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The Persistent Mystery of Arthur Conan Doyle’s Name

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Hello everyone!

In my travels, I’ve encountered lots of different takes on what to call good ol’ Arthur Conan Doyle, the nineteenth-century doctor, prolific writer, and the creator of Sherlock Holmes. Briefly, I’d just like to set the record straight.

Many have wondered whether his surname is “Doyle” or “Conan Doyle.” Is “Conan” a middle name, or part of his last name? Good question! The answer is BOTH, which is terribly confusing.

“Conan” was technically his middle-name, with “Doyle” as his surname. His baptism records at the register of St. Mary’s Cathedral in Edinburgh lists his Christian names as “Arthur Ignatius Conan.” “Doyle” is listed as his last name. However, it seems that he had used those two names to fashion a compound last name; Steven Doyle, editor of The Baker Street Journal, notes that “Conan was Arthur’s middle name. Shortly after he graduated from high school he began using Conan as a sort of surname. But technically his last name is simply ‘Doyle’.” His son Adrian wrote a memoir in 1946 about his father, in which he refers to his last name AS “Conan Doyle.”

However, when he was knighted by King Edward VII in 1902, he was officially honored under the last name “Doyle,” not “Conan Doyle.” He already had an M.D., having graduated in 1885, after having received his Bachelor’s of Medicine and Master’s of Surgery in 1880. So, he had the title of “Doctor,” but when he was honored with the basic rank of “Knight Bachelor,” his title was changed to “Sir.”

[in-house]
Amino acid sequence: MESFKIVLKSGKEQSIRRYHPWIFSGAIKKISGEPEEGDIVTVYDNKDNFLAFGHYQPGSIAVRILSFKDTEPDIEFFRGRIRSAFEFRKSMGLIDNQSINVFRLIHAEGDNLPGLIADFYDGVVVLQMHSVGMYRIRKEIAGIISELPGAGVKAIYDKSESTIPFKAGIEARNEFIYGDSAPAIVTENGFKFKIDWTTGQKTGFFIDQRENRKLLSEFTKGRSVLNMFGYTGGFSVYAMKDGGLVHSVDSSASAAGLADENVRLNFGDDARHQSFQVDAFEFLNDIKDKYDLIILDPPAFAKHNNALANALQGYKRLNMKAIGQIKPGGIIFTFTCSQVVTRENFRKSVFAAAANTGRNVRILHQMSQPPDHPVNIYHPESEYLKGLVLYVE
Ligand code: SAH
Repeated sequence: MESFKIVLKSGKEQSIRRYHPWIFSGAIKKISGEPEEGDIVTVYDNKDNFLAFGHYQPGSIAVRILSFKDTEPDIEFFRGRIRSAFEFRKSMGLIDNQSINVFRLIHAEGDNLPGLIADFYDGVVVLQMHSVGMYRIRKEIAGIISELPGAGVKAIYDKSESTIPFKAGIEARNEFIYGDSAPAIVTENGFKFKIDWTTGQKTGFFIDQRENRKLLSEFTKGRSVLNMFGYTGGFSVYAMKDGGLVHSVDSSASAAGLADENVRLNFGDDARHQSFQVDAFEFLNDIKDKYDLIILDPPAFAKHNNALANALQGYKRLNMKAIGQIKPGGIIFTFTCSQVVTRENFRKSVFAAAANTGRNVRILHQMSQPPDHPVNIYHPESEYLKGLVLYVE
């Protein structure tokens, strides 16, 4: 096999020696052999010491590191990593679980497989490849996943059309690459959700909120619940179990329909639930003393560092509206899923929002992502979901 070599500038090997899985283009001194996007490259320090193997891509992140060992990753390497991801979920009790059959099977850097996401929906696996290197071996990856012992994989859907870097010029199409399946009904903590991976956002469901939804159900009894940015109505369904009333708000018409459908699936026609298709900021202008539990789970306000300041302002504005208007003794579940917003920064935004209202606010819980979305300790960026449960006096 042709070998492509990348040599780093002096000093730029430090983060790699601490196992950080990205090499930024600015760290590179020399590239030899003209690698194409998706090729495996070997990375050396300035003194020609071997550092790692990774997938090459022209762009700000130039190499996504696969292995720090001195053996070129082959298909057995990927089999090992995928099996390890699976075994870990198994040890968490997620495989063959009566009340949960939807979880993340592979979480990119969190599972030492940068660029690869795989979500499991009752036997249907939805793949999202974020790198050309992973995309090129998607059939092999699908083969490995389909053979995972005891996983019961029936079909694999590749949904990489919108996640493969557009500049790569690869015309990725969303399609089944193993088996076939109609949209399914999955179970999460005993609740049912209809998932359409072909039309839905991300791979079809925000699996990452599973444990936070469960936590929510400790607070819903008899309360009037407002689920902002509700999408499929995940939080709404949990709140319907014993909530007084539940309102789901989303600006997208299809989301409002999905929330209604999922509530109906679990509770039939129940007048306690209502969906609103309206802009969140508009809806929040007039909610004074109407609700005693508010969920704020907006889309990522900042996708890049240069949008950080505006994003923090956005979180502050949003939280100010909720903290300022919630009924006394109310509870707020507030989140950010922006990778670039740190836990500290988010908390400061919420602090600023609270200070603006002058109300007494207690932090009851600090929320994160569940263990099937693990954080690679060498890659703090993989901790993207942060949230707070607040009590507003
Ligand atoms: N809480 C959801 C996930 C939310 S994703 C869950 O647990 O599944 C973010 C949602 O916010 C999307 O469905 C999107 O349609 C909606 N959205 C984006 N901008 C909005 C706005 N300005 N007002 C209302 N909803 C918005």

But then in 1903, he was knighted again! After serving in political office as the Deputy-Lieutenant of Surrey, he was given the honor Knight of Grace of the Order of the Hospital of Saint John of Jerusalem in 1903. Which means his name became Sir Arthur Conan Doyle, KStJ DL. (With his prior knighthood, he would not have had any post-nominal initials after his name, since he was awarded a knighthood without being appointed to a chivalric order, which he was the second time.)

So, what do you call him? The Library of Congress and the British library denote his last name as “Doyle.” His decedents have taken the name “Conan Doyle.” Which do you pick? Personally, I’m inclined to refer to him as “Conan Doyle,” since that seems to have been his aesthetic preference, but… hey, if you pick something else, just keep it consistent.

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Michael Neff
Algonkian Producer
New York Pitch Director
Author, Development Exec, Editor

We are the makers of novels, and we are the dreamers of dreams.

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